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Differentiating Suicide Ideators from Attempters: Violence—A Research Note


  • Steven Stack PhD

    Corresponding author
    1. Center for Suicide Research and the Department of Psychiatry & Criminology, Wayne State University, Troy, MI, USA
    2. Psychiatry & Criminology, Wayne State University, Detroit, MI, USA
    • Address correspondence to S. Stack, Department of Criminology, 3305 Faculty Administration Bldg., Wayne State University, Troy, MI 48202; E-mail:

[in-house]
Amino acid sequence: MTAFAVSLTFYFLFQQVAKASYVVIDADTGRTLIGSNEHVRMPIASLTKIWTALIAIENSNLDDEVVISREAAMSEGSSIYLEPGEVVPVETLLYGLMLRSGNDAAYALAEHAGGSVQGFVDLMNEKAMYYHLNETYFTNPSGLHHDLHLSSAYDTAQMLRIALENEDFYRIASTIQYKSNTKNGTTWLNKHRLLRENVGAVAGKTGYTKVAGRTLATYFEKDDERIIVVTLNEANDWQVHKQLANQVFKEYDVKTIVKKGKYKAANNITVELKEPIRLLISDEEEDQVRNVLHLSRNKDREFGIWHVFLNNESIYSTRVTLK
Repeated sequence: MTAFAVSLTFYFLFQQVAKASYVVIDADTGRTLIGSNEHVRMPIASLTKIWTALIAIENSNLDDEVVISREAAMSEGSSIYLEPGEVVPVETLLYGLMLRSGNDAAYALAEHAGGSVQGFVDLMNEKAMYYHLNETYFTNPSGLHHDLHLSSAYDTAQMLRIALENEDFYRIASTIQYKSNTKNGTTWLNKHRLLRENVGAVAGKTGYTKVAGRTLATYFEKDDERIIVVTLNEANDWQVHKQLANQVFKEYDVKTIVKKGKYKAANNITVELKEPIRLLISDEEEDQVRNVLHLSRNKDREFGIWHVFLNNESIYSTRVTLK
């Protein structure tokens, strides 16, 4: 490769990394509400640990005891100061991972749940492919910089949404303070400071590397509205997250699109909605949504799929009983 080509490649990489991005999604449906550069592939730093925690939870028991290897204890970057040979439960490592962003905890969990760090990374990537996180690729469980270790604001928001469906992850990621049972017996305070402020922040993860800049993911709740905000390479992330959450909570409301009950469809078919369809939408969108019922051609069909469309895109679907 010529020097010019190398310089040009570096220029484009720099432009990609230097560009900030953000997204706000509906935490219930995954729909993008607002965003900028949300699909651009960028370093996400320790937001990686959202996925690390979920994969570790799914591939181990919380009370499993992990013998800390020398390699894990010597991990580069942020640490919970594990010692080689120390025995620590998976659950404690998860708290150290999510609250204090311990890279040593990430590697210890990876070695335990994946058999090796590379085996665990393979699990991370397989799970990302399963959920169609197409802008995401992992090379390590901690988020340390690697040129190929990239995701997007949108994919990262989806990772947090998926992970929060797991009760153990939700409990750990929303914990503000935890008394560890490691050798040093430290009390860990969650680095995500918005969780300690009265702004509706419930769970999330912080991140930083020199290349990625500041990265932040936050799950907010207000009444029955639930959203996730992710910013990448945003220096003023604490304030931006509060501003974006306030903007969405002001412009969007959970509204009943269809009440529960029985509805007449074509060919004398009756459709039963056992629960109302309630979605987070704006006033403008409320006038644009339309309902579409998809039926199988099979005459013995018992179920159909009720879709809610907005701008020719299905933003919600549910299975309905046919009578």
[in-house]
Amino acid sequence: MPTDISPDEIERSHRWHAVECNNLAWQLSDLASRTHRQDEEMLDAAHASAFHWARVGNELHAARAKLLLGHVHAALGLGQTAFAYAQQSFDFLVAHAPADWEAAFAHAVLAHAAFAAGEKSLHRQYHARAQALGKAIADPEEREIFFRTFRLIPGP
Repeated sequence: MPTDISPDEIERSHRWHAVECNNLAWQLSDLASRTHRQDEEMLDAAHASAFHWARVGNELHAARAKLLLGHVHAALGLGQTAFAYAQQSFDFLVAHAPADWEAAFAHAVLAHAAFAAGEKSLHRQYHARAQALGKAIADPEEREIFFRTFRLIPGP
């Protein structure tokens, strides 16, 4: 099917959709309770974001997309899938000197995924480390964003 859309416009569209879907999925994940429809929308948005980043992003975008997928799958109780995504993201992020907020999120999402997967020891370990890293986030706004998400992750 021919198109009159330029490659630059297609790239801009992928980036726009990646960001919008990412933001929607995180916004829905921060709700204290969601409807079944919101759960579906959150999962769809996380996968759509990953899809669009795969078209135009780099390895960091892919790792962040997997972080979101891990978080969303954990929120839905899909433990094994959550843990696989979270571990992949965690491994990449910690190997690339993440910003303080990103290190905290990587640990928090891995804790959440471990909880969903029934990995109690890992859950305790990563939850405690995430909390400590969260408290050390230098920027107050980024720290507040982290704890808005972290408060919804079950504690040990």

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Which factors distinguish suicide attempters from suicide ideators is a relatively neglected question in suicidology. Data from the 2001 Youth Risk Behavior Survey, encompassing 1,439 youth suicide ideators and 1,097 attempters, was used to explore which factors best differentiate suicide attempters from ideators, with a focus on violence involvement. Measures of violence include the contexts of fights, dating, and weapons carrying. Controls were incorporated for psychiatric disorders, risky sexual behavior, school integration, and demographics. Controlling for the other variables, violence differentiated attempts from ideation: fighting (OR = 2.18) and weapon carrying (OR = 1.13). Psychiatric factors that predicted attempts over ideation included major depression (OR = 1.86), use of cocaine (OR = 2.34), and having a suicide plan (OR = 2.69), while demographic factors included gender, age, residence in the Midwest, and Hispanic, African American, or Asian ethnicity. A supplementary analysis (N = 11,546) determined that violence also helped to differentiate suicide ideators from nonsuicidal youth. Four factors (including violence involvement, eating disorders, and gender consistently) differentiated both between suicide attempts and ideation, and also between suicide ideators and nonsuicidal youth. The link between violence involvement and suicidality is interpreted in terms of the capability for suicide from the interpersonal theory of suicide.